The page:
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Dining With The Cows, An Old, New Trend

AUSTRIA -- When it was first converted in the 1970’s, Stanglwirt’s Rustic Inn restaurant was not very popular. The idea of eating in an old barn was far from appealing at a time when mid-century modern and art deco ruled the aesthetic world. Today however, in this ecofriendly age, getting a reservation on a Friday night in Austria’s Biohotel Stanglwirt’s cow barn requires booking many months in advance.  The desire to eat and drink locally and sustainably has become an ever-growing trend, but long before the world was “going green” the Biohotel Stanglwirt was already embracing what they call a “biological philosophy”.  Managing director Richard Hauser made sure that when the small inn was extended into the five-star resort it is today, that the land first and foremost “remained a farm, including its dairy cows, horses, dairy and butchery - coexisting alongside a modern tourism infrastructure”.

It is the pursuit for an olden-day way of living, eating, and socializing that draws guests down the unassuming corridor of this grand chalet, toward the original Rustic Inn. Tucked away in one dark wing of the massive resort is a simple old wooden door that encourages guests to leave the present behind and enter a world of Austrian folk music, crackling fire, and cows. Yes, one small room of this 280-year-old barn-turned-restaurant offers guests a chance to dine with the cows. Original cutouts in the side of the barn have been transformed into windows that allow diners to peek into the comfy winter home of Stanglwirt’s 28 resident dairy cows. (see Photos: 1, 2, 3)  The happy bovines munch on hand-cut grass from the hotel grounds as diners partake of regional fare like buttery Tyrol spinach ravioli (See photo 4), tender locally-hunted venison (see Photos 5, 6), and one-of-a-kind raw milk cheeses made right from you know who (see Photos 7, 8). The chefs of the Rustic Inn are motivated by the challenge to serve as much local produce, meats, and dairy products as possible, whilst satisfying the hotel’s five-star, international clientele. “Fresh, natural, pure” emphasizes Stanglwirt’s director of food and beverage, Dietmar Zöscher, explaining that all of their produce comes direct from Austria and Italy; “We would never buy tomatoes from say, Holland.”  Unique to Stanglwirt is also the opportunity for guests to actually hunt their own dinner. With a guide, who also happens to be the in-house butcher, adventurous guests can set out into the hotel’s 600-hectare hunting ground in search of deer, ibex, sheep, or duck.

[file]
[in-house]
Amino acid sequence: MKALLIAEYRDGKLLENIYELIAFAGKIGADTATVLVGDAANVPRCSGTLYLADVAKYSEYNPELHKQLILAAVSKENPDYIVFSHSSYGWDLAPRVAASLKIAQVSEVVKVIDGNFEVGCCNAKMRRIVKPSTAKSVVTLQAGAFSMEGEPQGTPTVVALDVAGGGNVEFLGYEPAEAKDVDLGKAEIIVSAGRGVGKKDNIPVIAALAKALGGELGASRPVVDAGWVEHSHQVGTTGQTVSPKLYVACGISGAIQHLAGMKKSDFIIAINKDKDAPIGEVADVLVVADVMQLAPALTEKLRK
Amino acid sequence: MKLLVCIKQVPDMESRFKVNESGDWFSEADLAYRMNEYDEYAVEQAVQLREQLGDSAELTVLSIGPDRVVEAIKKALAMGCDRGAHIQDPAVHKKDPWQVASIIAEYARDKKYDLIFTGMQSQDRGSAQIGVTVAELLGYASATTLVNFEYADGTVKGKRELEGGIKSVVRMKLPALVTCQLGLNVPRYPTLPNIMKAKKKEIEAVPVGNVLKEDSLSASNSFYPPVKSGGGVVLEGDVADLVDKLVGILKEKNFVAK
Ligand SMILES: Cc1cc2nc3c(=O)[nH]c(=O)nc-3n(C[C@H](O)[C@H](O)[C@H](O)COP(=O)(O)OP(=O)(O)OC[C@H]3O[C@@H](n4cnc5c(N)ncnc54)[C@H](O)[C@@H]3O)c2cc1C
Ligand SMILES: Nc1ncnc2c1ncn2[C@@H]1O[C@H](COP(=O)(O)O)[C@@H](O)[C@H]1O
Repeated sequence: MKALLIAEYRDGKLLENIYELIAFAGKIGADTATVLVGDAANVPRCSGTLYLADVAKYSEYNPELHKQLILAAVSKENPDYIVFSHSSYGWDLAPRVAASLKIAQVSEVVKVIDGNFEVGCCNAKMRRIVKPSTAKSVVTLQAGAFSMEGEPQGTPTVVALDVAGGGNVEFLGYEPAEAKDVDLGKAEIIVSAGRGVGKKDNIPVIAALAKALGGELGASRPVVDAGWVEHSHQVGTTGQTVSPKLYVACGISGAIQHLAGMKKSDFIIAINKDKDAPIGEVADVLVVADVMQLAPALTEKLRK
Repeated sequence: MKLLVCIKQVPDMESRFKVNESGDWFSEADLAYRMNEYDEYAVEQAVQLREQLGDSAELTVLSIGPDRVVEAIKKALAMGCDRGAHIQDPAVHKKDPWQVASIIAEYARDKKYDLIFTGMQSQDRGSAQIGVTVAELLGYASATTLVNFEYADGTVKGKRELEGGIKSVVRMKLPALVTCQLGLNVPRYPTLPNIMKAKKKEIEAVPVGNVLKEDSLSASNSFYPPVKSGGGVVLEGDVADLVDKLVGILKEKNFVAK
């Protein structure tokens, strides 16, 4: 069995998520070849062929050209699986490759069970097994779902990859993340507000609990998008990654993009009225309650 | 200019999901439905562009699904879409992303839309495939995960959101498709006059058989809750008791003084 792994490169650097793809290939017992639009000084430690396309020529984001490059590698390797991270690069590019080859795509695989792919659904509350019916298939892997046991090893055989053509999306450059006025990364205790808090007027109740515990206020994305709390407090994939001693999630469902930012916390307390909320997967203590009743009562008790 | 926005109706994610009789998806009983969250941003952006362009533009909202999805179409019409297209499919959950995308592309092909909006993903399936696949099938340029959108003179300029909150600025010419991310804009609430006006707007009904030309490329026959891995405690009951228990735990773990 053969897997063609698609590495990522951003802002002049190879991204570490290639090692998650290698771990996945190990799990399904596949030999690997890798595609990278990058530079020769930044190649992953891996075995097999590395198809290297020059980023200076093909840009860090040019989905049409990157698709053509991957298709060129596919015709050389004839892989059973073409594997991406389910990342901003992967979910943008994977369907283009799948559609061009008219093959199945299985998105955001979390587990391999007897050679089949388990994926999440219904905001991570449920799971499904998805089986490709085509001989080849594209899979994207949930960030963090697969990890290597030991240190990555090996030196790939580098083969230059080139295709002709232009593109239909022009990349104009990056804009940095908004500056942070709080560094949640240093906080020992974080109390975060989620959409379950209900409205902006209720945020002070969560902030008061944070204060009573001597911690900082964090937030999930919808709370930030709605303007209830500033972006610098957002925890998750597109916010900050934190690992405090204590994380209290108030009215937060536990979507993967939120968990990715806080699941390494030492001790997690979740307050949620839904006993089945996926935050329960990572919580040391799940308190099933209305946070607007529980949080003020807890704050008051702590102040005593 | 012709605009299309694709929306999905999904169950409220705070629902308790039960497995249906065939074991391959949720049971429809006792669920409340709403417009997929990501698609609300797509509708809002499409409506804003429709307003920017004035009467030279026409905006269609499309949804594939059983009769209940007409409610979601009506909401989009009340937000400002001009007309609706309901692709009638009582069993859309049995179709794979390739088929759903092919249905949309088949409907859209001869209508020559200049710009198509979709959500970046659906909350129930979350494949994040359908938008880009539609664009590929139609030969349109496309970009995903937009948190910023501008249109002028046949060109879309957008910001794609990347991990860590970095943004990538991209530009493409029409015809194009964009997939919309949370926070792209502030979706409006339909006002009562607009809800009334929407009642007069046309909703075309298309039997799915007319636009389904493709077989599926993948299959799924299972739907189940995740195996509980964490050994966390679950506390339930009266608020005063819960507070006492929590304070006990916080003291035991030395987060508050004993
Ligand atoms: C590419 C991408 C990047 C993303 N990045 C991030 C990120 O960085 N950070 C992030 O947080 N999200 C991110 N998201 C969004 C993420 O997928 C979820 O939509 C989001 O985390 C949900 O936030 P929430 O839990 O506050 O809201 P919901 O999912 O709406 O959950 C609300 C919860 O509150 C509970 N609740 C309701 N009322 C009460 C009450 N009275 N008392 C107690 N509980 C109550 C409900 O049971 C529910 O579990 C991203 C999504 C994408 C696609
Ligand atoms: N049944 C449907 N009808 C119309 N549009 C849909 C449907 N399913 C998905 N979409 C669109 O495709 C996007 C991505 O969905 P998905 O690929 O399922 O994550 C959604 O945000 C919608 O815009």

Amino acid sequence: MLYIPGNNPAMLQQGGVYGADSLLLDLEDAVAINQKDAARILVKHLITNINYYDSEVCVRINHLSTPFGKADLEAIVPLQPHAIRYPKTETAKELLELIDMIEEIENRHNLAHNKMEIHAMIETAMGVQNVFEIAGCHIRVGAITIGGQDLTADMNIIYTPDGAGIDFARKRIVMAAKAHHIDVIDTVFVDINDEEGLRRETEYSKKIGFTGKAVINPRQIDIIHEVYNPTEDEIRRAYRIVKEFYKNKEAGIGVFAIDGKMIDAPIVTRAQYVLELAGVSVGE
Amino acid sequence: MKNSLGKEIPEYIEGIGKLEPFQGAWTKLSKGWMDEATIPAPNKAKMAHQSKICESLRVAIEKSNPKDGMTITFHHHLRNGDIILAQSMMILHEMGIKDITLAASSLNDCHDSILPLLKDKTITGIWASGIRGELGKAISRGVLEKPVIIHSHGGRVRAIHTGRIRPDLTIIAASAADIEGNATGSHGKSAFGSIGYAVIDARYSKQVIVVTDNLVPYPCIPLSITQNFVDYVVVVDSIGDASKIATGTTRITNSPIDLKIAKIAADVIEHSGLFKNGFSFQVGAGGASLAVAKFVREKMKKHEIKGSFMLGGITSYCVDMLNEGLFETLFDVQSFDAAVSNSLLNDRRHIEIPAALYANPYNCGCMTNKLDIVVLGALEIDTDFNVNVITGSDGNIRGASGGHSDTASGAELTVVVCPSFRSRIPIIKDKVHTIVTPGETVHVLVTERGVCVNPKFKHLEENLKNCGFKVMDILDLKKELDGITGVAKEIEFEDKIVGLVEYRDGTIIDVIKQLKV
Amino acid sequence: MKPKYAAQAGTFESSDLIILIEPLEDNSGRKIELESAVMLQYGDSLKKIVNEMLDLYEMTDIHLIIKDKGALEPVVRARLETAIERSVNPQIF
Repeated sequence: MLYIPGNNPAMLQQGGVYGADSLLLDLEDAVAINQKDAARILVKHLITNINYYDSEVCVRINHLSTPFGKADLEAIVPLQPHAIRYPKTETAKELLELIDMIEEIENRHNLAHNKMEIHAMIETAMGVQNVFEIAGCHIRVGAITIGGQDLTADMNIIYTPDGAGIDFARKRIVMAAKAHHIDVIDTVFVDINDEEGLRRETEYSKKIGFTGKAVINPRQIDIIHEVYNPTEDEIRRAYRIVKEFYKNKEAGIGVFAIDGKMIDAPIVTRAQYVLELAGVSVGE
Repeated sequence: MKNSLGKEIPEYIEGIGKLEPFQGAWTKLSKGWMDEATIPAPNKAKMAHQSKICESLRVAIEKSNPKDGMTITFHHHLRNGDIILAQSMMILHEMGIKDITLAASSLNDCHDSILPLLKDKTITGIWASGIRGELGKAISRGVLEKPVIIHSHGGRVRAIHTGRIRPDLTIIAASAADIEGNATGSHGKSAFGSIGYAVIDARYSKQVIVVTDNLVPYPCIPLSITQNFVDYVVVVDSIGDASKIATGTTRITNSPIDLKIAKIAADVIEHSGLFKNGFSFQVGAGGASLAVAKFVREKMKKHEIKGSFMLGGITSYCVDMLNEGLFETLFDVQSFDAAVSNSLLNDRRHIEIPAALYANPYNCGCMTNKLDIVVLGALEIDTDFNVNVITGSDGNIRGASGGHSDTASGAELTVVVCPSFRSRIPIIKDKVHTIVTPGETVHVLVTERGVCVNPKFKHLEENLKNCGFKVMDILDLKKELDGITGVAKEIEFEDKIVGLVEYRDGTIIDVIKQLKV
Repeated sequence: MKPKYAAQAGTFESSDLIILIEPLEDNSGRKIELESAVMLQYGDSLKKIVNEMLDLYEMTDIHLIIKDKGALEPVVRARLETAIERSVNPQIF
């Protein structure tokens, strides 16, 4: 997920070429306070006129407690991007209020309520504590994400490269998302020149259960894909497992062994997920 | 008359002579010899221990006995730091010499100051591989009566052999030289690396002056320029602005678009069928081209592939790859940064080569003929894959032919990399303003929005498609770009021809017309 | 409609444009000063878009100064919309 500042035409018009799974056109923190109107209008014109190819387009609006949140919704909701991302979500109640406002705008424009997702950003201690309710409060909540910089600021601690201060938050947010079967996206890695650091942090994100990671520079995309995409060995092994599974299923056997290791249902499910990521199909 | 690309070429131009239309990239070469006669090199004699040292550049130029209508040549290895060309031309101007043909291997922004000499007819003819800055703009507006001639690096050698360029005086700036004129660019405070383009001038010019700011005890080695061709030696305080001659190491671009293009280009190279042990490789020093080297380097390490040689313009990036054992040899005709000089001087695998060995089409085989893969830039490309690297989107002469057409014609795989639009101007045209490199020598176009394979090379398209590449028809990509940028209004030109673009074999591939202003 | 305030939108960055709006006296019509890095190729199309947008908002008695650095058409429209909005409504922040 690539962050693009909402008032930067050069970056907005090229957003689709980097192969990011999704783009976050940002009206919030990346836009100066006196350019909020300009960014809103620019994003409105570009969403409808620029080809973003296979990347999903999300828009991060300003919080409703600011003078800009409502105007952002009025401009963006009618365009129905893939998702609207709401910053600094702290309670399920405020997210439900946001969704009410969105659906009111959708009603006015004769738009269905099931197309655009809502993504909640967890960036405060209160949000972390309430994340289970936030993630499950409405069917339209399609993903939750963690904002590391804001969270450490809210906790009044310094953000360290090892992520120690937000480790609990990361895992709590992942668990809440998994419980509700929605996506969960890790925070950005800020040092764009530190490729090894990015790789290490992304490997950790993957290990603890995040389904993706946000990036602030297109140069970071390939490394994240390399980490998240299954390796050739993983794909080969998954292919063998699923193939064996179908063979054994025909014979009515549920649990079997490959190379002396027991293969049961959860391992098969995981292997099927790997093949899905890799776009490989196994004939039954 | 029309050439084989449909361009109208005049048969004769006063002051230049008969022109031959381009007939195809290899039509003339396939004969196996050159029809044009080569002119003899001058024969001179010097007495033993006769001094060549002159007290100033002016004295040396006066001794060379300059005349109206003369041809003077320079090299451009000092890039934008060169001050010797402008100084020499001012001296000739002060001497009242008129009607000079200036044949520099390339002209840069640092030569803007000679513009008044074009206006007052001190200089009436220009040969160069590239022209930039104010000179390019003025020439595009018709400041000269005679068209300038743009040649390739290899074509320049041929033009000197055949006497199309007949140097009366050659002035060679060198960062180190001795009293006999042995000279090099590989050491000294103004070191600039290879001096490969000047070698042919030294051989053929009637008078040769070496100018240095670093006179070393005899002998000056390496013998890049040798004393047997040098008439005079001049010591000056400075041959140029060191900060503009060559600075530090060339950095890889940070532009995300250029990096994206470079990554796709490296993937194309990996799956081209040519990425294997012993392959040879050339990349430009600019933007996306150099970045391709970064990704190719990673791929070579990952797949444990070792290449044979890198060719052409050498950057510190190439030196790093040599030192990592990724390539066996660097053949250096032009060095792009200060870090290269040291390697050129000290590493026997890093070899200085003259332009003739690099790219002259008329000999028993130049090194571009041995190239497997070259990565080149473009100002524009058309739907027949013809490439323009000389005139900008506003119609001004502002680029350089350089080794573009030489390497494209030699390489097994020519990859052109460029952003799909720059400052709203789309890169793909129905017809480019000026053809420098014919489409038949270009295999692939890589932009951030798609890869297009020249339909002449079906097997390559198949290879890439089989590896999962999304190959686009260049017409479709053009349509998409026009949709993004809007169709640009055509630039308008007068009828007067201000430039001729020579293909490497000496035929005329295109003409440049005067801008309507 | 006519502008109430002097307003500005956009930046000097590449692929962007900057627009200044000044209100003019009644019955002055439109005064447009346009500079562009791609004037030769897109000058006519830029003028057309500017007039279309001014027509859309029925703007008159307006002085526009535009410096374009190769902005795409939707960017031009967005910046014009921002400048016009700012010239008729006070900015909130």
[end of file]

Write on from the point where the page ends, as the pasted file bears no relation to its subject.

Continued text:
Not all aspects of Stanglwirt’s organic philosophy are quite as primitive as eating with the livestock, however. Boasting an award-winning spa, the resort also works to showcase the decadence of sustainability with an emphasis on water, from the salt steam bath to the dining table. It may seem odd at first, servers dramatically pouring water from large luxurious Riedel wine carafes, but the water at Stanglwirt is no ordinary tap water (see Photos 9, 10, 11). Stanglwirt has become famous for serving water from their very own mountain spring. Water from the Kaiserquelle spring has been certified as one of the purest waters in the region and Stanglwirt’s very own in-house water sommelier will attest to it. Legend has it that due to an absence of atomic particles normally found in water of the area since WWII, it is believed that the underground Kaiserquelle spring has been untarnished by the outside world since at least 1945. Due to the exceptionality of their water, Stanglwirt ensures that it is always served at exactly 4 degrees and drunk from elegant stemmed glassware. It may also seem odd though, that Stanglwirt charges for their naturally occurring water: 1.50 euros for a 1.5-liter carafe.  Rest assured, this is not a ploy to make money off the sustainability trend, but a way of enhancing it; a “symbolic contribution” as they call it.  Fifty cents from each carafe goes toward the Menschen fur Menschen foundation, which helps build wells in Ethiopia. 

For a truly unique, green dining experience, take a seat with the cows in Stanglwirt’s old Rustic Inn. Sip on a local, preservative-free Garbarinza wine, nibble on house-made alm-kase alpine cheeses, and cleanse your pallet with the freshest, most earth-friendly beverage available. The Biohotel Stanglwirt offers guests a masterful example of the art of combining authentic old-world aesthetic with modern environmental trends and luxurious Austrian culture (as seen in Photos 12, 13, 14).

Photos courtesy of  Jessica L. Reid